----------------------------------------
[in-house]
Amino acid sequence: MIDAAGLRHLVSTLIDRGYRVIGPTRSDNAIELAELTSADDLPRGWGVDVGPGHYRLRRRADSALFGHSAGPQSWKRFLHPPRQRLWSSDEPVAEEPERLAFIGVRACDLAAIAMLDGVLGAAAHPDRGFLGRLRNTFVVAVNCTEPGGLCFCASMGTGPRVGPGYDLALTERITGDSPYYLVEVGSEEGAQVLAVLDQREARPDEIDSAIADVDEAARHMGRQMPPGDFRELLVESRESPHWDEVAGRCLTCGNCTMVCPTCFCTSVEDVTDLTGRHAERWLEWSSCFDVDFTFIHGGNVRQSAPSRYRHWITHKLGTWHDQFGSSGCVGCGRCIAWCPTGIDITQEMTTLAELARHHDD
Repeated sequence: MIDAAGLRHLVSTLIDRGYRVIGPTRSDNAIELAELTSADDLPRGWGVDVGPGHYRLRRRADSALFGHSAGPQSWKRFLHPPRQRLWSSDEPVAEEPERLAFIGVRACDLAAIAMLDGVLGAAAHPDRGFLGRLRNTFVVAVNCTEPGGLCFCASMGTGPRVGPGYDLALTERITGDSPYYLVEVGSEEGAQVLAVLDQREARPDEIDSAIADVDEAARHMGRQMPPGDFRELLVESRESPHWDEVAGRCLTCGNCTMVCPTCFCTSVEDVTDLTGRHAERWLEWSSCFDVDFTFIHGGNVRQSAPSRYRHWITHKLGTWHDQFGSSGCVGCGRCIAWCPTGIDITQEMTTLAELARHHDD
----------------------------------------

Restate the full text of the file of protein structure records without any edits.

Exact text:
[in-house]
Amino acid sequence: MIDAAGLRHLVSTLIDRGYRVIGPTRSDNAIELAELTSADDLPRGWGVDVGPGHYRLRRRADSALFGHSAGPQSWKRFLHPPRQRLWSSDEPVAEEPERLAFIGVRACDLAAIAMLDGVLGAAAHPDRGFLGRLRNTFVVAVNCTEPGGLCFCASMGTGPRVGPGYDLALTERITGDSPYYLVEVGSEEGAQVLAVLDQREARPDEIDSAIADVDEAARHMGRQMPPGDFRELLVESRESPHWDEVAGRCLTCGNCTMVCPTCFCTSVEDVTDLTGRHAERWLEWSSCFDVDFTFIHGGNVRQSAPSRYRHWITHKLGTWHDQFGSSGCVGCGRCIAWCPTGIDITQEMTTLAELARHHDD
Repeated sequence: MIDAAGLRHLVSTLIDRGYRVIGPTRSDNAIELAELTSADDLPRGWGVDVGPGHYRLRRRADSALFGHSAGPQSWKRFLHPPRQRLWSSDEPVAEEPERLAFIGVRACDLAAIAMLDGVLGAAAHPDRGFLGRLRNTFVVAVNCTEPGGLCFCASMGTGPRVGPGYDLALTERITGDSPYYLVEVGSEEGAQVLAVLDQREARPDEIDSAIADVDEAARHMGRQMPPGDFRELLVESRESPHWDEVAGRCLTCGNCTMVCPTCFCTSVEDVTDLTGRHAERWLEWSSCFDVDFTFIHGGNVRQSAPSRYRHWITHKLGTWHDQFGSSGCVGCGRCIAWCPTGIDITQEMTTLAELARHHDD